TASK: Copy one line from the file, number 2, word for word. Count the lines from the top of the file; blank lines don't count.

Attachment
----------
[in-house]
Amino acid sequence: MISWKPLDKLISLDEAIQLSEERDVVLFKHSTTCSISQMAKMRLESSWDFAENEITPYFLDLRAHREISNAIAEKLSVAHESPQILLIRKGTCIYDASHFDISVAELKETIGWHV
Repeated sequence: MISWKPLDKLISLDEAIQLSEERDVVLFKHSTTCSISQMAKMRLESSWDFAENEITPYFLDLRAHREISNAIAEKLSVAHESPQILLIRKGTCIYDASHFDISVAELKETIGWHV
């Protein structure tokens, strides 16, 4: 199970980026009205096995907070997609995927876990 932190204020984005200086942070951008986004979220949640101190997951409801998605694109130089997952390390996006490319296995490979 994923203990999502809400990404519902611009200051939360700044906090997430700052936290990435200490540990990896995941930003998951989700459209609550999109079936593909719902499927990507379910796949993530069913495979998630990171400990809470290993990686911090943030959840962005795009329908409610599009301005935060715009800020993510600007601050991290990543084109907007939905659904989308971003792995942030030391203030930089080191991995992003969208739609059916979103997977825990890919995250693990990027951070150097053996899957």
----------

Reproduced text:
Amino acid sequence: MISWKPLDKLISLDEAIQLSEERDVVLFKHSTTCSISQMAKMRLESSWDFAENEITPYFLDLRAHREISNAIAEKLSVAHESPQILLIRKGTCIYDASHFDISVAELKETIGWHV